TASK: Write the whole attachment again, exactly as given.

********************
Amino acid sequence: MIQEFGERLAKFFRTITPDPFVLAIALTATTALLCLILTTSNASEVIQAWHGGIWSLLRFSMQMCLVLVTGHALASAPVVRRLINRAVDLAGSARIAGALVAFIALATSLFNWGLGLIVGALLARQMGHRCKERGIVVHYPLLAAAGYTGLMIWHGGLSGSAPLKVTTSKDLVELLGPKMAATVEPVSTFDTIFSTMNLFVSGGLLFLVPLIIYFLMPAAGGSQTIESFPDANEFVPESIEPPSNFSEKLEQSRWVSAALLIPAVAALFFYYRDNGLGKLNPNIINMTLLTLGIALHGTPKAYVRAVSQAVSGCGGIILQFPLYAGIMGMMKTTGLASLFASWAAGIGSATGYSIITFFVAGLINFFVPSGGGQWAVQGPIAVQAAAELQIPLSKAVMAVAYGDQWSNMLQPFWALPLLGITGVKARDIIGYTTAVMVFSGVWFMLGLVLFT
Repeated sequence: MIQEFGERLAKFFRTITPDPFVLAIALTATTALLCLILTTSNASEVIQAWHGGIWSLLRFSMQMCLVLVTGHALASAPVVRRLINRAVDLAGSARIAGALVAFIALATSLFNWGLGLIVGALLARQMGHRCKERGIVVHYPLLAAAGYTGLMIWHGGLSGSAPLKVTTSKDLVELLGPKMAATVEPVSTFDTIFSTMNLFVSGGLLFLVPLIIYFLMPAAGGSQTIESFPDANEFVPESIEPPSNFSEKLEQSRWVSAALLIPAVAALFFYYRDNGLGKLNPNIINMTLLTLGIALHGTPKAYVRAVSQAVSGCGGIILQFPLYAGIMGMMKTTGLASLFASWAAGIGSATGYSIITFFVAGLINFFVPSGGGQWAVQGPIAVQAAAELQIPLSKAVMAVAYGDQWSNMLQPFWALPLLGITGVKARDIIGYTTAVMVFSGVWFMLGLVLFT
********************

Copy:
Amino acid sequence: MIQEFGERLAKFFRTITPDPFVLAIALTATTALLCLILTTSNASEVIQAWHGGIWSLLRFSMQMCLVLVTGHALASAPVVRRLINRAVDLAGSARIAGALVAFIALATSLFNWGLGLIVGALLARQMGHRCKERGIVVHYPLLAAAGYTGLMIWHGGLSGSAPLKVTTSKDLVELLGPKMAATVEPVSTFDTIFSTMNLFVSGGLLFLVPLIIYFLMPAAGGSQTIESFPDANEFVPESIEPPSNFSEKLEQSRWVSAALLIPAVAALFFYYRDNGLGKLNPNIINMTLLTLGIALHGTPKAYVRAVSQAVSGCGGIILQFPLYAGIMGMMKTTGLASLFASWAAGIGSATGYSIITFFVAGLINFFVPSGGGQWAVQGPIAVQAAAELQIPLSKAVMAVAYGDQWSNMLQPFWALPLLGITGVKARDIIGYTTAVMVFSGVWFMLGLVLFT
Repeated sequence: MIQEFGERLAKFFRTITPDPFVLAIALTATTALLCLILTTSNASEVIQAWHGGIWSLLRFSMQMCLVLVTGHALASAPVVRRLINRAVDLAGSARIAGALVAFIALATSLFNWGLGLIVGALLARQMGHRCKERGIVVHYPLLAAAGYTGLMIWHGGLSGSAPLKVTTSKDLVELLGPKMAATVEPVSTFDTIFSTMNLFVSGGLLFLVPLIIYFLMPAAGGSQTIESFPDANEFVPESIEPPSNFSEKLEQSRWVSAALLIPAVAALFFYYRDNGLGKLNPNIINMTLLTLGIALHGTPKAYVRAVSQAVSGCGGIILQFPLYAGIMGMMKTTGLASLFASWAAGIGSATGYSIITFFVAGLINFFVPSGGGQWAVQGPIAVQAAAELQIPLSKAVMAVAYGDQWSNMLQPFWALPLLGITGVKARDIIGYTTAVMVFSGVWFMLGLVLFT